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Trek Books, ID4 Sequels, Best Worst Movie, Walking Dead, Battlefield Earth, Godzilla, PS3, DSi/DSi XL

Tuesday, March 30, 2010 - - 0 Comments

Star Trek Department of Temporal Investigation Book Coming Soon
Christopher L. Bennett announced on his blog that he's working on a new Star Trek book about the Department of Temporal Investigation from the Deep Space Nine episode, "Trials and Tribble-ations".  This is really cool news; time travel has been featured in every Star Trek series and 3 of the movies (including last year's J.J. Abrams' reboot) so there's a goldmine worth of material waiting to be explored.  This one should be out next year but Pocket Books hasn't announced their 2011 schedule yet.

New Cover For Classic Trek Novel
Speaking of the book schedule and the J.J. Abrams movie, Pocket Books were left with a significant hole in their 2010 schedule after Bad Robot respectfully asked them not to release the "Abrams-verse" sequel books scheduled for this summer.  So Pocket decided to re-release some classic TNG books and they've revealed the new cover art for one of them:

(Comparison photo courtesy of

"Nightshade" is a 1992 novel written by Laurell K. Hamilton, years before she went on to become the acclaimed author of the "Anita Blake: Vampire Hunter" series.  I like the new art but I already own the book so, uh, I probably won't be buying this.  Sorry, Pocket Books.

Independence Day Sequels Get The Greenlight?
IESB claims that Will Smith has signed to star in two sequels to Independence Day, to be shot back-to-back (ala The Matrix and Pirates of the Caribbean sequels).  This could all pan out to be b.s. but I really hope not. I love ID4 and always have--none of the epic disaster movies that have come since have had the same...shall we say, "charm"?  Here's hoping they get Jeff Goldblum back, as well.

Best Worst Movie Trailer
Okay, I'll admit it: I've never seen Troll 2.  But after watching this trailer, I've added to the top of my Netflix queue.  One of the stars of Troll 2 has created a documentary about the phenomenon surrounding the movie, which has been repeatedly named as the worst movie ever made.  It looks like a fantastic documentary; check it out:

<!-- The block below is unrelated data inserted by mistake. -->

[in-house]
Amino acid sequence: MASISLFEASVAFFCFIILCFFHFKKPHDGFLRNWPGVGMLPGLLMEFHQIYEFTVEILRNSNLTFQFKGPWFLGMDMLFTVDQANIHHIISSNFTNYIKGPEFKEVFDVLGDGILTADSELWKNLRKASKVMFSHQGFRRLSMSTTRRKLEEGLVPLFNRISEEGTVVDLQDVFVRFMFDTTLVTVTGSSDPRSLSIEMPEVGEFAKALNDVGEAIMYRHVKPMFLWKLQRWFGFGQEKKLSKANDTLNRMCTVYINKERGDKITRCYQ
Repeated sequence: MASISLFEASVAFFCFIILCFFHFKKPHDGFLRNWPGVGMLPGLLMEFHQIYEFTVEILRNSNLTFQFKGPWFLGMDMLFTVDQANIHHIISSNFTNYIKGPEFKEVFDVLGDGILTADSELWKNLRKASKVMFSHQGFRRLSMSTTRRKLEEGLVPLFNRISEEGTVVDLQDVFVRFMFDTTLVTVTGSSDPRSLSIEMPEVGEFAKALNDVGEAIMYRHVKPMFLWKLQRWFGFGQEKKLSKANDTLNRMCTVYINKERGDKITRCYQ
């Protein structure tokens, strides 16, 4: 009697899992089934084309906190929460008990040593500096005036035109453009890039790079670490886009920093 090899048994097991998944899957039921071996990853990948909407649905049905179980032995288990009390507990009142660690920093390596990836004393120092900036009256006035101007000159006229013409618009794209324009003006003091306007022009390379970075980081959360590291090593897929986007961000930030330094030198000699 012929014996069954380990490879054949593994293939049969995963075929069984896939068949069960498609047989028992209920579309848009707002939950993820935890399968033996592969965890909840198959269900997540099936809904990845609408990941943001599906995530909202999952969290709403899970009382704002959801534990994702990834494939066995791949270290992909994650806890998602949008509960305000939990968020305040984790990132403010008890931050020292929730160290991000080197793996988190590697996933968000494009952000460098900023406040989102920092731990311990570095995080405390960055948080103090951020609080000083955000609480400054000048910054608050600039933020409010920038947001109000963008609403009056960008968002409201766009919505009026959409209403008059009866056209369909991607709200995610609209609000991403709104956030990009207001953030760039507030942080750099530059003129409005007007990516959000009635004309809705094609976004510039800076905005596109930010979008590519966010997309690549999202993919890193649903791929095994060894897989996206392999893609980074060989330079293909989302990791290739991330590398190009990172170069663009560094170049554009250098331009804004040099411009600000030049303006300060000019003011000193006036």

AMC Greenlights Frank Darabont's "Walking Dead"
Frank Darabont (director of The Shawshank Redemption, The Green Mile, and The Mist) recently pitched a zombie series to AMC based on the comic book "The Walking Dead" by Robert Kirkman and THEY ACTUALLY PICKED IT UP!  Yep, that's right--the same network that brings you "Mad Men" and "Breaking Bad" is now going to produce a series about a zombie apocalypse!  I'm really psyched about this one--read more about here.

Screenwriter Apologizes for Battlefield Earth
I thought this was absolutely hilarious; J.D. Shaprio, who wrote the adaptation of L. Ron Hubbard's Battlefield Earth (another movie vying for the title of worst movie ever made) wrote a column in the New York Post last week explaining how he came to write such a cinematic crapfest and offering a sincere apology to anyone that has had to sit through it.  I actually feel sorry for the guy; sounds like he did his best but just got ran over by Travolta and the Scientology cult.

Godzilla Returns to U.S. Shores
Variety reports that Legendary Pictures has picked up the rights to Japanese company Toho Co.'s iconic character, Godzilla.  I personally never thought Roland Emmerich's 1998 Godzilla movie was that bad, but then again, I'm something of an Emmerich apologist (except for 10,000 B.C.; there's no excuse for that mess).  Still, I'm excited to see another U.S. Godzilla, especially if it means the destruction will be more rampant, as that seems to be the chief complaint about Emmerich's version.  The plan appears to be to have the giant lizard back on the big screen by 2012 (hey, another Emmerich movie!).

No More Linux for Playstation 3 Owners
In a firmware update scheduled for tomorrow, April 1, Sony will be removing the ability to run your PS3 with a different OS--and no, it's not an April Fool's joke.  This unusual ability was actually already removed when the newer PS3 "slim" model came out but it was still supported on older models.  Sony claims that "security" breaches are to blame for the removal of the feature.  That sounds like a big "duh" to me; could they not have anticipated security problems when they included this feature from the get-go?  Now there are labs and universities across the globe that will find themselves with a pile of useless PS3s (many researchers, including the U.S. military, were using PS3s as a cheap way to build powerful computing clusters).  Of course, if any of those labs is looking for a place to dump those PS3s, they're welcome to give me a call...

DSiWare Transfers = No
In a not unexpected but still shockingly ridiculous move, Nintendo announced that anyone who purchased DSiWare content for their DSi but then upgraded to the newly released DSi XL will have to re-purchase that content.  The widely accepted standard for digital content is that if you paid to download that content once, you own it and have the right to re-download it again (maybe not infinitely but at least more than once).  The fact that Nintendo continues to tie their digital content to the particular console is insulting.  I've had my own issues with this policy, as my Wii was stolen in December, along with all of the Virtual Console and WiiWare games I had downloaded.  My Xbox 360 was stolen as well and once I replaced it, I was able to quickly retrieve my Gamertag and all of my downloads and accomplishments.  How about the Wii?  Nope--that stuff is gone for good.  I hope they change their mind on this before the 3DS and the successor to the Wii arrive on the market.

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